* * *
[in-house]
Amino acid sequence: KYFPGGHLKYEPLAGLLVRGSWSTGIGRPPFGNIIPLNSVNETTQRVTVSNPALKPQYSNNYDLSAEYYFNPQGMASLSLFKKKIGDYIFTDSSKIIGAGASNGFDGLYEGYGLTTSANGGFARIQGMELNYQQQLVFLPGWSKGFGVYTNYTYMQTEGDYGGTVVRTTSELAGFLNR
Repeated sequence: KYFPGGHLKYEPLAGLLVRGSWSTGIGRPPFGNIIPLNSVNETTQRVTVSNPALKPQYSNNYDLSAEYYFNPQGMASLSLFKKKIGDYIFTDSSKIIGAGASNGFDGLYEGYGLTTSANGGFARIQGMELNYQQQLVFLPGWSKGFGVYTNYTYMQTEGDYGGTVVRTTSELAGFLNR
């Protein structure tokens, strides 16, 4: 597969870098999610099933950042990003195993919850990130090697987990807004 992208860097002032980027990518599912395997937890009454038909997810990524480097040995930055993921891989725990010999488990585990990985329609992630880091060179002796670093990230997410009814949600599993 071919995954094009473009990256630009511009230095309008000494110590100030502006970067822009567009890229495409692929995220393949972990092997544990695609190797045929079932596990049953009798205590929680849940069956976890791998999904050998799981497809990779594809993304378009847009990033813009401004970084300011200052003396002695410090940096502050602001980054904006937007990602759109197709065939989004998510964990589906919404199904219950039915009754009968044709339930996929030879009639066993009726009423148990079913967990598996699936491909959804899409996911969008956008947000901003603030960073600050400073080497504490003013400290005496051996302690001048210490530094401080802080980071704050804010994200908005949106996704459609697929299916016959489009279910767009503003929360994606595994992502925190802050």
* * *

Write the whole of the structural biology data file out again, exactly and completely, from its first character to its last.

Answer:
[in-house]
Amino acid sequence: KYFPGGHLKYEPLAGLLVRGSWSTGIGRPPFGNIIPLNSVNETTQRVTVSNPALKPQYSNNYDLSAEYYFNPQGMASLSLFKKKIGDYIFTDSSKIIGAGASNGFDGLYEGYGLTTSANGGFARIQGMELNYQQQLVFLPGWSKGFGVYTNYTYMQTEGDYGGTVVRTTSELAGFLNR
Repeated sequence: KYFPGGHLKYEPLAGLLVRGSWSTGIGRPPFGNIIPLNSVNETTQRVTVSNPALKPQYSNNYDLSAEYYFNPQGMASLSLFKKKIGDYIFTDSSKIIGAGASNGFDGLYEGYGLTTSANGGFARIQGMELNYQQQLVFLPGWSKGFGVYTNYTYMQTEGDYGGTVVRTTSELAGFLNR
């Protein structure tokens, strides 16, 4: 597969870098999610099933950042990003195993919850990130090697987990807004 992208860097002032980027990518599912395997937890009454038909997810990524480097040995930055993921891989725990010999488990585990990985329609992630880091060179002796670093990230997410009814949600599993 071919995954094009473009990256630009511009230095309008000494110590100030502006970067822009567009890229495409692929995220393949972990092997544990695609190797045929079932596990049953009798205590929680849940069956976890791998999904050998799981497809990779594809993304378009847009990033813009401004970084300011200052003396002695410090940096502050602001980054904006937007990602759109197709065939989004998510964990589906919404199904219950039915009754009968044709339930996929030879009639066993009726009423148990079913967990598996699936491909959804899409996911969008956008947000901003603030960073600050400073080497504490003013400290005496051996302690001048210490530094401080802080980071704050804010994200908005949106996704459609697929299916016959489009279910767009503003929360994606595994992502925190802050």